Effects of acute administration of d-amphetamine and haloperidol on procedural learning in man

Veena Kumari, Jeffrey A. Gray, Philip J. Corr, Owen F. Mulligan, Paul A. Cotter, Stuart A. Checkley

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Abstract

The effects of an indirect dopamine-agonist, d-amphetamine, and a non-selective dopamine receptor antagonist, haloperidol, were investigated in normal male volunteers using a between-subjects double-blind design in a procedural learning task, thought mainly to involve unconscious/automatic learning. The results showed: (1) d-amphetamine facilitated response speed, whereas haloperidol inhibited it, in comparison to placebo; (2) the linear increase in procedural learning corresponded with pharmacological manipulation of degree of dopaminergic activity, i.e. subjects given haloperidol showed the least, and subjects given d-amphetamine the greatest, procedural learning. The implications of these findings are discussed in relation to investigation of abnormalities of procedural learning processes in schizophrenia.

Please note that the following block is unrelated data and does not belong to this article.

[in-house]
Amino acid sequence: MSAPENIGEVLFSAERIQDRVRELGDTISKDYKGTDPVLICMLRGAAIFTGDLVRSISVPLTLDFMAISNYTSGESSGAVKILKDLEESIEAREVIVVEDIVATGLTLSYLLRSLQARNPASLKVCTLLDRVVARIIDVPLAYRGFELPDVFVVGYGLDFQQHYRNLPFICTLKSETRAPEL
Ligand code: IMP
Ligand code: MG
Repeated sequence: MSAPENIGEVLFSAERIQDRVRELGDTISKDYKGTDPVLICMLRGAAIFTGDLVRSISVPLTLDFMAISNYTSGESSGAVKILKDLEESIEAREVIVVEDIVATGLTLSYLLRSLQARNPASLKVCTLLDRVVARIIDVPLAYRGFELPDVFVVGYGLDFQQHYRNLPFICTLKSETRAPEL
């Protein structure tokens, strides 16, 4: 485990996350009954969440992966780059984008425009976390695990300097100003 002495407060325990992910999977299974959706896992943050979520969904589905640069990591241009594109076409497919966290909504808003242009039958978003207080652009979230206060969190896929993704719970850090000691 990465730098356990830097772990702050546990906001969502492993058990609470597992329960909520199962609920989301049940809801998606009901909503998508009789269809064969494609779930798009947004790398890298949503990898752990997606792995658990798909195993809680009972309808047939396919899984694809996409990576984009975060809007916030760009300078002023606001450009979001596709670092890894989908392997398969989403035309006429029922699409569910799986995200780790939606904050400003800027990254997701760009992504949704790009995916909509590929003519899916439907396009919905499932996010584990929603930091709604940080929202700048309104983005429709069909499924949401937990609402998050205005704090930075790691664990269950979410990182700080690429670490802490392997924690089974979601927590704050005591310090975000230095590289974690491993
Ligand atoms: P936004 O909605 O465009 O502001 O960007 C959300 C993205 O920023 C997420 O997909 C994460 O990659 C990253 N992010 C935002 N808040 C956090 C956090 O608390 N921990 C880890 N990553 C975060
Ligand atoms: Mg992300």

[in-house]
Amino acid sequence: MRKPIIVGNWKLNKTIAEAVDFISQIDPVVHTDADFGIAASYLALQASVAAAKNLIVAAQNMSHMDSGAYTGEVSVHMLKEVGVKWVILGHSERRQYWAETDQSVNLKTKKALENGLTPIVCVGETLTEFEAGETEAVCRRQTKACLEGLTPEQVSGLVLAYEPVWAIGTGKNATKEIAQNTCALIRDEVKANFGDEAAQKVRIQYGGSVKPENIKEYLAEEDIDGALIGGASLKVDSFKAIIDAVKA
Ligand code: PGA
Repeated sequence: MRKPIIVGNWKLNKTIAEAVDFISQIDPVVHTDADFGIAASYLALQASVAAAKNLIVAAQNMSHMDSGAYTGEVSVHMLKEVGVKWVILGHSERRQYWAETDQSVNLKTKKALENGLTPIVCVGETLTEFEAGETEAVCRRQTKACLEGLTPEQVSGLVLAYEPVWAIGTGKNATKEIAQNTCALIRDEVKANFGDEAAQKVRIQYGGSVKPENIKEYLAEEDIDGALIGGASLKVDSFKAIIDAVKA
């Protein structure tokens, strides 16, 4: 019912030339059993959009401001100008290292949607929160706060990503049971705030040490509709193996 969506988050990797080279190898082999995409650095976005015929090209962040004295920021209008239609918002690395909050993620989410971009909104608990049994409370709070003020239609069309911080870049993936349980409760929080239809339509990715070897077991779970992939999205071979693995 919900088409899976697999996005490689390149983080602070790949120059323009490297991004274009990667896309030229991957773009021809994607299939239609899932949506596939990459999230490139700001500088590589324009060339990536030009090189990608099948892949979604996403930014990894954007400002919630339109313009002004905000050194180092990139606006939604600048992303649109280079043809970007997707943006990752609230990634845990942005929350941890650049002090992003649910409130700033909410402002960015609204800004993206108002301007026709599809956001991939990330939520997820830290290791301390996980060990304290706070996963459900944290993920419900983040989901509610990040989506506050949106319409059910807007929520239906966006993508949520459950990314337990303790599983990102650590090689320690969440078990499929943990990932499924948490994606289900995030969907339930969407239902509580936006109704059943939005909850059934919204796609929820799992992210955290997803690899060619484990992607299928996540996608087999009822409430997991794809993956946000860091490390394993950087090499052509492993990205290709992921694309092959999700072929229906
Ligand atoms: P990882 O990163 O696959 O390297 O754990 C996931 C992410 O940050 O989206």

Original languageEnglish
Pages (from-to)271-276
Number of pages6
JournalPsychopharmacology
Volume129
Issue number3
DOIs
Publication statusPublished - Feb 1997

Keywords

  • Adolescent
  • Adult
  • Dextroamphetamine
  • Dopamine Agonists
  • Dopamine Antagonists
  • Haloperidol
  • Humans
  • Learning
  • Male
  • Middle Aged

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